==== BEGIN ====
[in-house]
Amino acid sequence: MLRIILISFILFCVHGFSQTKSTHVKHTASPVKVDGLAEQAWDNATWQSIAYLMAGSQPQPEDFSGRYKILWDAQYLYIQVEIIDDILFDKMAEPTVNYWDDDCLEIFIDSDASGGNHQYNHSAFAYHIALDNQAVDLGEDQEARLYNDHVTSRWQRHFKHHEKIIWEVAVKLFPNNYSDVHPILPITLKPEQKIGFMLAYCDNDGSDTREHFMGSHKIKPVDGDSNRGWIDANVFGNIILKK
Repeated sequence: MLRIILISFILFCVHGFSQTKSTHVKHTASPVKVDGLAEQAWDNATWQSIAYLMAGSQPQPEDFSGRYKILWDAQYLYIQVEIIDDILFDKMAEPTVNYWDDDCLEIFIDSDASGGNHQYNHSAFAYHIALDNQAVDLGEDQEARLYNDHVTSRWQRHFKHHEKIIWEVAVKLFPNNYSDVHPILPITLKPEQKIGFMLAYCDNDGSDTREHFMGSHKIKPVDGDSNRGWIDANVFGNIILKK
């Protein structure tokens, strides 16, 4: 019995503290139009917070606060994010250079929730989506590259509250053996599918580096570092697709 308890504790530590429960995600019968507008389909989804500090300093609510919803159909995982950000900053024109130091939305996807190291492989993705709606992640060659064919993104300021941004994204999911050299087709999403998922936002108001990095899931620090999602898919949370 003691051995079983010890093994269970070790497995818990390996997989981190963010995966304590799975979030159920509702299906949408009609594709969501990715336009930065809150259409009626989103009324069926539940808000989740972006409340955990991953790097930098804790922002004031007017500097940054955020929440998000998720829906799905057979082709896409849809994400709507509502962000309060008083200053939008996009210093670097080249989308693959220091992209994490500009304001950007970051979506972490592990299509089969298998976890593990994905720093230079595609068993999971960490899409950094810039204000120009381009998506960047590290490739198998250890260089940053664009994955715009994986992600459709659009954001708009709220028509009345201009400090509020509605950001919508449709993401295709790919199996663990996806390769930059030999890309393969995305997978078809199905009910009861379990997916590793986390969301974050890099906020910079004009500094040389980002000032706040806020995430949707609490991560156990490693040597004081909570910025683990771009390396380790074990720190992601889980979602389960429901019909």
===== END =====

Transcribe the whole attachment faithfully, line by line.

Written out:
[in-house]
Amino acid sequence: MLRIILISFILFCVHGFSQTKSTHVKHTASPVKVDGLAEQAWDNATWQSIAYLMAGSQPQPEDFSGRYKILWDAQYLYIQVEIIDDILFDKMAEPTVNYWDDDCLEIFIDSDASGGNHQYNHSAFAYHIALDNQAVDLGEDQEARLYNDHVTSRWQRHFKHHEKIIWEVAVKLFPNNYSDVHPILPITLKPEQKIGFMLAYCDNDGSDTREHFMGSHKIKPVDGDSNRGWIDANVFGNIILKK
Repeated sequence: MLRIILISFILFCVHGFSQTKSTHVKHTASPVKVDGLAEQAWDNATWQSIAYLMAGSQPQPEDFSGRYKILWDAQYLYIQVEIIDDILFDKMAEPTVNYWDDDCLEIFIDSDASGGNHQYNHSAFAYHIALDNQAVDLGEDQEARLYNDHVTSRWQRHFKHHEKIIWEVAVKLFPNNYSDVHPILPITLKPEQKIGFMLAYCDNDGSDTREHFMGSHKIKPVDGDSNRGWIDANVFGNIILKK
């Protein structure tokens, strides 16, 4: 019995503290139009917070606060994010250079929730989506590259509250053996599918580096570092697709 308890504790530590429960995600019968507008389909989804500090300093609510919803159909995982950000900053024109130091939305996807190291492989993705709606992640060659064919993104300021941004994204999911050299087709999403998922936002108001990095899931620090999602898919949370 003691051995079983010890093994269970070790497995818990390996997989981190963010995966304590799975979030159920509702299906949408009609594709969501990715336009930065809150259409009626989103009324069926539940808000989740972006409340955990991953790097930098804790922002004031007017500097940054955020929440998000998720829906799905057979082709896409849809994400709507509502962000309060008083200053939008996009210093670097080249989308693959220091992209994490500009304001950007970051979506972490592990299509089969298998976890593990994905720093230079595609068993999971960490899409950094810039204000120009381009998506960047590290490739198998250890260089940053664009994955715009994986992600459709659009954001708009709220028509009345201009400090509020509605950001919508449709993401295709790919199996663990996806390769930059030999890309393969995305997978078809199905009910009861379990997916590793986390969301974050890099906020910079004009500094040389980002000032706040806020995430949707609490991560156990490693040597004081909570910025683990771009390396380790074990720190992601889980979602389960429901019909």